Notice the stark contrast of the two different mindsets.

THE MIND SET ON THE FLESH:  Paul’s accusers had their minds set on the flesh.  They were Israel according to the flesh.  They had a high priest according to the flesh, and in their minds Paul had insulted him.  Since Moses had said it was wrong for a citizen to speak evil of such a leader, they condemned Paul.

THE MIND SET ON THE SPIRIT:  Paul’s mind was set on the spirit, things above.  For him, Jesus was the “ruler of the people” to whom Moses’ admonition would apply.  Therefore, all of Paul’s accusers were violating Moses’ admonition by speaking evil of Jesus and those who served Him.

Thus, whether one walks according to the flesh or the spirit can cause one to have a dramatically different view of a situation.

For a chart of Bible verses that lay collectively describe and delineate these two viewpoints see Flesh Versus Spirit.

The purpose of this blog is to proclaim Jesus Christ in terms familiar to those who read the Bible, and to help others become more familiar with the Bible. For those unfamiliar with the Bible, see the blog A Nonchurchgoer’s Guide to Jesus and His Kingdom.

Scripture quotations taken from the NASB, unless otherwise noted. (In the NASB New Testament, quotations of the Old Testament are rendered in all capital letters in order to make them easier to identify.)

Isaiah 11:12 – Jesus Is the Standard for the Nations

Isaiah 11:12 And He will lift up a standard for the nations
And assemble the banished ones of Israel,
And will gather the dispersed of Judah
From the four corners of the earth.

Jesus was “lifted up”as a “standard for the nations.”  In John 12:32, He Himself said He would be.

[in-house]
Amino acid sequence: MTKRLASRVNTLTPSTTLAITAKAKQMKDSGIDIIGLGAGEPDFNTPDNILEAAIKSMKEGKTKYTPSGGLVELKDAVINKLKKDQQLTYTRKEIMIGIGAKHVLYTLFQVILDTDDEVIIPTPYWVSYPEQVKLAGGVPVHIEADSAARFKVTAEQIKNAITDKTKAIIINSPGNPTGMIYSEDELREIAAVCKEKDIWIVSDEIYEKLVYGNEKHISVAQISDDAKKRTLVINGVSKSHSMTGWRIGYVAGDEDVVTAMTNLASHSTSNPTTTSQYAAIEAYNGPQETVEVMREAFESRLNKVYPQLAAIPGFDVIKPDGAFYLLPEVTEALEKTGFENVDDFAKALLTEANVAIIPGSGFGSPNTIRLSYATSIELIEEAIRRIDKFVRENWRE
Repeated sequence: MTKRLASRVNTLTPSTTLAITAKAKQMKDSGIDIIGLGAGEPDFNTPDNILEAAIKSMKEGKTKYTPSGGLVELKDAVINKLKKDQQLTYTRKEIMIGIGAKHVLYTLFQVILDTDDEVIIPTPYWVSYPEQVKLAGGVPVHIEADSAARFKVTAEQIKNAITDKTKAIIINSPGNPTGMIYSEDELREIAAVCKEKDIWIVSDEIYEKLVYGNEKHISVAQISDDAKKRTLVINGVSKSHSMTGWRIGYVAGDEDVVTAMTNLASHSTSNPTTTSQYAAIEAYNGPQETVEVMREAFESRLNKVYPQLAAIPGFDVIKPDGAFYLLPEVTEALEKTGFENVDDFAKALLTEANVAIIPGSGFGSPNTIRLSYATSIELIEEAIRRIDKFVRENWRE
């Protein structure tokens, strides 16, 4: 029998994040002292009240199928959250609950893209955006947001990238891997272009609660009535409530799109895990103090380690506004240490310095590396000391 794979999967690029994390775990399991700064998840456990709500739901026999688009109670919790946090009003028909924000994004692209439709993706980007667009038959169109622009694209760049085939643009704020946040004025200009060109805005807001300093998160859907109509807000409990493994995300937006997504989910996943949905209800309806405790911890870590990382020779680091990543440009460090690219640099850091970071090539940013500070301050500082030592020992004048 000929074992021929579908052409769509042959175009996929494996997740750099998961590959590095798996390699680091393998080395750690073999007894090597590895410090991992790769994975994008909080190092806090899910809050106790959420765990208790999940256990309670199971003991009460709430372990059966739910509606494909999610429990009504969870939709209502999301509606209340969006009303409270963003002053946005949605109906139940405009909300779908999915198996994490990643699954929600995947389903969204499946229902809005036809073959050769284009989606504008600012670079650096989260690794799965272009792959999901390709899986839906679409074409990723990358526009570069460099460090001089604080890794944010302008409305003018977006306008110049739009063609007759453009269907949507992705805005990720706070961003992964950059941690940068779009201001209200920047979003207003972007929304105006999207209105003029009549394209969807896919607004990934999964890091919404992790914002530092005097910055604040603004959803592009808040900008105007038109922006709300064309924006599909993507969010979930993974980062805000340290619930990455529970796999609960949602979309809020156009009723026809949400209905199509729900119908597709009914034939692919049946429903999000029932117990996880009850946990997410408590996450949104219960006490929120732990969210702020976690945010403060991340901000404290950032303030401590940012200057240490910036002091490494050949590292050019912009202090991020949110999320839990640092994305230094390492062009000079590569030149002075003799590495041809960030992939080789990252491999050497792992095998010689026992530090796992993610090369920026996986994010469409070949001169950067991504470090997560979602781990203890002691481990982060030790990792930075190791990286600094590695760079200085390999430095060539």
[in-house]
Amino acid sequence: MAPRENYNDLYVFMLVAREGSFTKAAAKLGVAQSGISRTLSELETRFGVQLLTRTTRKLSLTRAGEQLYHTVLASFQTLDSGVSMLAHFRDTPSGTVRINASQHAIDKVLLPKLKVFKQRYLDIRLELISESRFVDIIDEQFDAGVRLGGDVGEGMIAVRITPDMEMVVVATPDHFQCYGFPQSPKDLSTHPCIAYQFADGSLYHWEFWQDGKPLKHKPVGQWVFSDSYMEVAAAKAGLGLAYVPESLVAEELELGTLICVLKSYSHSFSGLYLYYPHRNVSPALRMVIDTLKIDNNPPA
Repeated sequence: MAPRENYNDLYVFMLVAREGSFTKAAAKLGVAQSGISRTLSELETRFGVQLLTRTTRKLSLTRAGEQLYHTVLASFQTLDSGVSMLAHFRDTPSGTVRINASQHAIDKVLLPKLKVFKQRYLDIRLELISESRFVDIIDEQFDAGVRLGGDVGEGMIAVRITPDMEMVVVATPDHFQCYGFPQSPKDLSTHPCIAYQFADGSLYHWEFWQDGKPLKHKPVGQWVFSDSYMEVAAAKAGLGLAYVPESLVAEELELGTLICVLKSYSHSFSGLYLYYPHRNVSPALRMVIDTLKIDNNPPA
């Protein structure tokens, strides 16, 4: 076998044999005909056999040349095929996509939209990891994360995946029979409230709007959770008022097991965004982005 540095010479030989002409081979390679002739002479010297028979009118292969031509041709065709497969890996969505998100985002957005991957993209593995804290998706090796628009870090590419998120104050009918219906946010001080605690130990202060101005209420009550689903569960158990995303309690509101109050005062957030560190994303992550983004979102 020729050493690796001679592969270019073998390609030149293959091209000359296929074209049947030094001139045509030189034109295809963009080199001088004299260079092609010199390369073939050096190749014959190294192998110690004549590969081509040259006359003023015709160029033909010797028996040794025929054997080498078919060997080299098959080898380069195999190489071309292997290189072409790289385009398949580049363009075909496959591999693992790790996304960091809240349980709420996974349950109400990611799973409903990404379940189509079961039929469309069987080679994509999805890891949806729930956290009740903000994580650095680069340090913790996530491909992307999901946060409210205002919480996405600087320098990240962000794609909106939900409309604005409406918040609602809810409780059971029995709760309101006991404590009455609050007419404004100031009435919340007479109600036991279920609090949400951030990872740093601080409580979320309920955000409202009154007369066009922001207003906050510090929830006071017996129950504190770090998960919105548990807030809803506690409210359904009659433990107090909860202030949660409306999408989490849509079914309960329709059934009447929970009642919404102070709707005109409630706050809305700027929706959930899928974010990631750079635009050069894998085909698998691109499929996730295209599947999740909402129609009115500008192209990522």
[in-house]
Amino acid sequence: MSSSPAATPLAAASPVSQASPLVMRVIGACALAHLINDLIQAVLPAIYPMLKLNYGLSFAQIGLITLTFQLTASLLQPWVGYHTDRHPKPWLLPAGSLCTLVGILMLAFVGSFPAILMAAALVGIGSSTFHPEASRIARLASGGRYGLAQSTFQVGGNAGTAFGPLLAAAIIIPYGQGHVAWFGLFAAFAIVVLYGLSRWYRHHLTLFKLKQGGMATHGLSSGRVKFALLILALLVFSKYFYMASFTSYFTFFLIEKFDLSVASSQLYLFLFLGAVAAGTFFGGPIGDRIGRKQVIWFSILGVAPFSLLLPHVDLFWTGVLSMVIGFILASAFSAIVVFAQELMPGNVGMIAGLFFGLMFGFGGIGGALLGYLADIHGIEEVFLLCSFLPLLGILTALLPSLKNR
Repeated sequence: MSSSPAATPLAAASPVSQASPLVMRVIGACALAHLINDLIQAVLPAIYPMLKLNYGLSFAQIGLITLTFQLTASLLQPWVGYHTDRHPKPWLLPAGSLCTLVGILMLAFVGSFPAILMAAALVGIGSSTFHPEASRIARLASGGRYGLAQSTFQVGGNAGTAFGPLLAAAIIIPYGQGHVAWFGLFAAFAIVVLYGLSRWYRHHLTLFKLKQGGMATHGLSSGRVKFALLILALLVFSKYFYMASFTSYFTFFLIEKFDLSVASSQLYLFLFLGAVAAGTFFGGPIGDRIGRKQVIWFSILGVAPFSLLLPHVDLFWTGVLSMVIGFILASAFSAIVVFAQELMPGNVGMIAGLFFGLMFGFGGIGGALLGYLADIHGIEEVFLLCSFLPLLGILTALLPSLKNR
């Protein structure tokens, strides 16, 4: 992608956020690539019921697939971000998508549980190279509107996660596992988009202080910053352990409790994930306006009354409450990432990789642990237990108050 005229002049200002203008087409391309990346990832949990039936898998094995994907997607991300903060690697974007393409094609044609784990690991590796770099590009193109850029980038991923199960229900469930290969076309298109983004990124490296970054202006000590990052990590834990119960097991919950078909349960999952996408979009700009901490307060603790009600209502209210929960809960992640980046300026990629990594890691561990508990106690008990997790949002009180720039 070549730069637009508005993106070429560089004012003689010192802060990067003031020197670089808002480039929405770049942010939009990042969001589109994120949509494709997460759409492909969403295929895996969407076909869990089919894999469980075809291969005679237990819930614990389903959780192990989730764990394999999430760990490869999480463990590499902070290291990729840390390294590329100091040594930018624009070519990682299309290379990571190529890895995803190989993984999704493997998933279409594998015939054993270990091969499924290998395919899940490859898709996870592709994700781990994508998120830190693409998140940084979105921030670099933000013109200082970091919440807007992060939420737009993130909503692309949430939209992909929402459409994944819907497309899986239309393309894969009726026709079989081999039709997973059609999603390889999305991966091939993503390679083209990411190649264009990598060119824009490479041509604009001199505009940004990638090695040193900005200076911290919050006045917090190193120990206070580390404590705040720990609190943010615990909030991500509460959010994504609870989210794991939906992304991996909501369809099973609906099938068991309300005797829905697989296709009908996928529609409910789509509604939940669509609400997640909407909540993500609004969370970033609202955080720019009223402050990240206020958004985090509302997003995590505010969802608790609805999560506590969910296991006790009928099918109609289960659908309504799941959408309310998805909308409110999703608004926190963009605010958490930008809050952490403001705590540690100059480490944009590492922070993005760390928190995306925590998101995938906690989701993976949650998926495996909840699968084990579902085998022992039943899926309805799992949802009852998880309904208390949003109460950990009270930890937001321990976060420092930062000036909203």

Throughout the book of Acts and the epistles that follow we see the evidence that “the dispersed of Judah were gathered from the four corners of the earth.”  At first, it was just Jews according to the flesh who believed.  Then Jews according to the spirit (Romans 2:28, 29) were added to them.  (The book of Romans elaborates on this process).

Jesus is thus the standard, and the fulfillment of this promise which God made through Isaiah.

The purpose of this blog is to proclaim Jesus Christ in terms familiar to those who read the Bible, and to help others become more familiar with the Bible. For those unfamiliar with the Bible, see the blog A Nonchurchgoer’s Guide to Jesus and His Kingdom.

Scripture quotations taken from the NASB, unless otherwise noted. (In the NASB New Testament, quotations of the Old Testament are rendered in all capital letters in order to make them easier to identify.)

Isaiah 11:10 – Jesus Is the Root of Jesse and the Signal for the Peoples

Isaiah 11:10 Then in that day
The nations will resort to the root of Jesse,
Who will stand as a signal for the peoples;
And His resting place will be glorious.

We live in the day about which Isaiah was prophesying!  The root of Jesse is, of course, Jesus Christ our Lord – raised from the dead, never to die again.

The nations resort to Him because only in His name can salvation be found (Acts 4:12).

He “stands forever” by virtue of His resurrection.  He is thus a “signal” – or sign – “for the peoples.”  All of us may turn to Him. His arms are open wide (John 6:37).